The food writing scene has changed here in Sacramento. If for the better or for the worse, I can't quite say yet. Recently the effervescent and thorough Kate Washington left the Sacramento News and Review to go to SacTown magazine where she should be able to revive from the dead what has in the past been the worst food writing and coverage a magazine has ever conceived. On the opposite end of the publishing spectrum our wine and food guru Mike Dunne, a pillar of the Sac food world who opted for the paper's voluntary buyout offer, has recently left the scene. A sad shame as Mike was one of few wine writers who people could trust implicitly due to his vast knowledge on the subject of wine though he's very humble about it.

Over at SN&R my friend and co-worker at Edible Sac, Ann Rolke was hired to do the by-columns and interviews. She's a great writer and a talented chef who has her own blog and cookbook. Already her pieces are pithy and informative; a pleasure to read.

Second at our weekly Sac rag is Greg Lucas, a SF political reporter now turned restaurant reviewer. His stories leading into the reviews are often thoroughly engaging and pull me into his world. Often I feel I'm sitting right there with him tasting each dish. The review of Samosa Garden was particularly artful and quite vibrant.

Now, Greg, I want to tell you what every foodie, food blogger, and food writer is saying: stop name-dropping. It's not giving you street cred, it's making us roll our eyes and not take the review seriously. It ends up sounding more like "Well I was dining with THIS PERSON and THIS PERSON, and THIS PERSON said the salsa was etc. etc. etc." Insert joke or comment. Supposed big laugh. I say this with love and a bit of ribbing mockery, but stop it. I don't care if you know Rosario Marin or Taka Watanabe. Also, the one-liners must go, but that's me as I personally can't stand them.

Furthermore, from what I gather you aren't primarily a food writer, but then who amongst us starts that way? I know I had no fucking clue what a Meyer lemon was at one time. Pick up a copy of Harold McGee's book and anything food related by Michael Rhulman and read it cover to cover. Not trying to be a bitch, but just trust me, you will find these to be valuable resources that you will turn to again and again (especially McGee's). I found that these helped me understand food on a new level and most others who have read them would agree.

The Bee hired as their new restaurant reviewer Blair Anthony Robertson, a staff writer who covered other stories for the Bee before applying to the position. His writing is smart and witty and it shows he's willing to put in the time and research in order to get the full story. At Tre he noticed the constant menu typos like Hank and I did and played well with it noting, "The best might have been the $6.95 'mocha moose terrine cake.' There were no large mammals harmed in the making of this dish." Point for Blair. I admire a man who can efficiently utilize dry humor.

What annoys me is he's been writing in his column and going into detail on NPR about playing undercover spy in the restaurant review biz. Let's be honest, in Sac you don't need to go undercover. You are not Ruth Reichl, you do not work at the New York Times. I've learned that if I simply put the reservation under a different name, that works just fine. After talking to a few restaurant owners, I've discovered only a scant few ever put up pictures of Kate or Mike and those were only the elite n' trendy places (one place I know did of me, I was shocked and honored but it made me wish I had uploaded better photos to my MySpace). Only one other time when I put a reservation under my name when I wasn't paying attention over the phone did me and my dining companions notice waiters pirouetting around the table. After conversations with other big paper reviewers they can all attest that it's only the LA, SF, Chicago, and NY papers' reviewers that need to really go undercover where the business is a bit more fast paced and epic.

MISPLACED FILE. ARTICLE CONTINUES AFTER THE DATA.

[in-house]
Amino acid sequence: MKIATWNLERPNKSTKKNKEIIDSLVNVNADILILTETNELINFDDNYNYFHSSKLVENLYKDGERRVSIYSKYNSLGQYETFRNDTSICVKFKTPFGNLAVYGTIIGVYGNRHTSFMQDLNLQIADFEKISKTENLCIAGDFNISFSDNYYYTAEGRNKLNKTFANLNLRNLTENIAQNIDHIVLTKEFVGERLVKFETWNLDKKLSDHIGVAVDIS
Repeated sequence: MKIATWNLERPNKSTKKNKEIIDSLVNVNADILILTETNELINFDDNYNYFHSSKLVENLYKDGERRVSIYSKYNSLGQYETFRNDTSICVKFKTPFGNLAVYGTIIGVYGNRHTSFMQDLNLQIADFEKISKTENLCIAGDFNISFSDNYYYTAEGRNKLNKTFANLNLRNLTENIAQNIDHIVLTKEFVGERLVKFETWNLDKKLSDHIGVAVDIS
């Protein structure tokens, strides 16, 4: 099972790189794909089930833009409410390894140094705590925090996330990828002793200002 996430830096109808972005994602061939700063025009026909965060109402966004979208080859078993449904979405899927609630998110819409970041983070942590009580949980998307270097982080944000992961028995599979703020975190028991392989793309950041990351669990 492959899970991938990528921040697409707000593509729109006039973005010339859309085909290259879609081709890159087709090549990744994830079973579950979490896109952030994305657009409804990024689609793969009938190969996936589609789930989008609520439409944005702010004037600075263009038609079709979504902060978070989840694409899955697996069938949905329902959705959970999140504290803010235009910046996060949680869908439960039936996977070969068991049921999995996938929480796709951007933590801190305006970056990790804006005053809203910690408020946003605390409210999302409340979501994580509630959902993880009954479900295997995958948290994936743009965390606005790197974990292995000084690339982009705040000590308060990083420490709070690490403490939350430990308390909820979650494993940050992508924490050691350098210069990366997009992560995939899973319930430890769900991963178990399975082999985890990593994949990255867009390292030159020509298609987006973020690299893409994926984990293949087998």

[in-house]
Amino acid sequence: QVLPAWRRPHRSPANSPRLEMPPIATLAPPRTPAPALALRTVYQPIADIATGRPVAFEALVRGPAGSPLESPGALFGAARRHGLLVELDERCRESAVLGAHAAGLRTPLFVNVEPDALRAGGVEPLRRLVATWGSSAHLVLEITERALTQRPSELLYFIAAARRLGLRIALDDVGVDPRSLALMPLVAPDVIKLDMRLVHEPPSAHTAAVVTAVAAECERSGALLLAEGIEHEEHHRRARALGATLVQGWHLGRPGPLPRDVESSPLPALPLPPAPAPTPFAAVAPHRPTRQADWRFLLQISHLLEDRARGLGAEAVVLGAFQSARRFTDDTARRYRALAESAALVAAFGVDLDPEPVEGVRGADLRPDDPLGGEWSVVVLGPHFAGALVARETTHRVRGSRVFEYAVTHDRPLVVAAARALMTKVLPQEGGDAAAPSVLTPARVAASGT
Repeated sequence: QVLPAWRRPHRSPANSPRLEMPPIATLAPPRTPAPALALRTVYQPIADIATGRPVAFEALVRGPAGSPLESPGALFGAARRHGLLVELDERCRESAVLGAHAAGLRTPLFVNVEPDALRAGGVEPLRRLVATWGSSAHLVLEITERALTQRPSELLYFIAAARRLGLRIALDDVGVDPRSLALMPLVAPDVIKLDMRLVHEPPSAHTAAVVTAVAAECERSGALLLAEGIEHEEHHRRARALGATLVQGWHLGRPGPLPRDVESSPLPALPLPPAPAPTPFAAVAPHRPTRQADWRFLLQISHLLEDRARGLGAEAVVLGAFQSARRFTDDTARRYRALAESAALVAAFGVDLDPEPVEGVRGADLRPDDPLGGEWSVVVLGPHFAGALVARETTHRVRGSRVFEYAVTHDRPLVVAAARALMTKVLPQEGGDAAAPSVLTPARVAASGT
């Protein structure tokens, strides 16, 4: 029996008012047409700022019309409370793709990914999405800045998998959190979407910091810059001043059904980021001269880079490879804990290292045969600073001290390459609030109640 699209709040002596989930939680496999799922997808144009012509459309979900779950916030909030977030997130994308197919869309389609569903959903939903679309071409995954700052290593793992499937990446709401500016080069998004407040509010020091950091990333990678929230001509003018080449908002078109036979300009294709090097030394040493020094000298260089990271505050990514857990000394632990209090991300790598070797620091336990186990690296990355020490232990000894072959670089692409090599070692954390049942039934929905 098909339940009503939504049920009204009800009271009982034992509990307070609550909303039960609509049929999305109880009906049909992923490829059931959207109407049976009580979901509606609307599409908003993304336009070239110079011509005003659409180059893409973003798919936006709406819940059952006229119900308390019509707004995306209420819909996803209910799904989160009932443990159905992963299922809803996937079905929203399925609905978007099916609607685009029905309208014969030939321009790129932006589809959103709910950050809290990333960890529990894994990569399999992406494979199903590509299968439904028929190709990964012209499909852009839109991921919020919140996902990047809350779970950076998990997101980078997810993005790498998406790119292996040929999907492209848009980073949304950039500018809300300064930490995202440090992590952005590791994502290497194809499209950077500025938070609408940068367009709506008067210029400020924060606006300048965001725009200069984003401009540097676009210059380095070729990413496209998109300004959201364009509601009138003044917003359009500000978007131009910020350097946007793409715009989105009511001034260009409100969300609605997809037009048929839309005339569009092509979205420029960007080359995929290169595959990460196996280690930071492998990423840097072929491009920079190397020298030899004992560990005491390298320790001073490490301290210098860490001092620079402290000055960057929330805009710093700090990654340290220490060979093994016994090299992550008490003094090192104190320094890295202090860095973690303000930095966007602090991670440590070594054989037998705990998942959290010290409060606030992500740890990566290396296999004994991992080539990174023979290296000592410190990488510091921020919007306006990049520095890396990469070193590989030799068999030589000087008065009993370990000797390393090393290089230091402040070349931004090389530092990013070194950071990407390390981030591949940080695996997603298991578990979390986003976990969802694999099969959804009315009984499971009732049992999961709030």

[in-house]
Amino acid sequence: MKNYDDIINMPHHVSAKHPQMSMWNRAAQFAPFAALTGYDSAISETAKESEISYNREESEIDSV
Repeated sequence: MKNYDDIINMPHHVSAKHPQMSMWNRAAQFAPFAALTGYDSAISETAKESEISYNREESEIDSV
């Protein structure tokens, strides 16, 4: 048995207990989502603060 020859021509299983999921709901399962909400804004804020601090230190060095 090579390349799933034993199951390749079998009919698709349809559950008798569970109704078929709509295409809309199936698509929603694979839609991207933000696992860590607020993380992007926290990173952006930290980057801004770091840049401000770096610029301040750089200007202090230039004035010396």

The Bee also hired from in staff Gina Kim whose succinct style is fresh and poignant. Discussing food in a manner that is clear and to the point, she broaches stories where I feel I've learned something after reading. The main wine writer now is Chris Macias, his column Liquid Assets is digestible and I find I usually agree with his wine selections. His more investigative wine reporting isn't anything breakthrough but for the casual Food Section reader it's insightful and informative.

I would consider some of these writers par-baked. Feeling out their new diggs. At the moment among the food community it's become sort of in-trend to knock the new guys. How can we not when the people who have taught and talked with us for so many years have suddenly gone away or moved on? We feel slightly awkward in our new relationship so we test them and tease them as a way to get comfortable.

We need to give them more time in the oven before deciding one way or the other. This blog rarely does restaurant reviews anymore and only do them every blue moon (in fact look for one soon). Lord knows my own reviews and food writing has seen some bad prose. I can think of a few articles in Edible Sac and Sierra Style I wish I could take back, and more than a few posts I have to stop myself from deleting from existence every now and again. I rarely ever approach wine simply because I have little knowledge about it and less interest in writing about it.

I'm just a boy with a blog. I work at Edible Sac and take food writing and recipe development jobs where I can get them. I'm the last person to pass judgment and I know a few stones have been thrown my way (by few I mean weekly). It takes time to grow into a new position so I'll keep reading their work and looking forward to how they develop their space and hope to meet them all soon over dinner and drinks.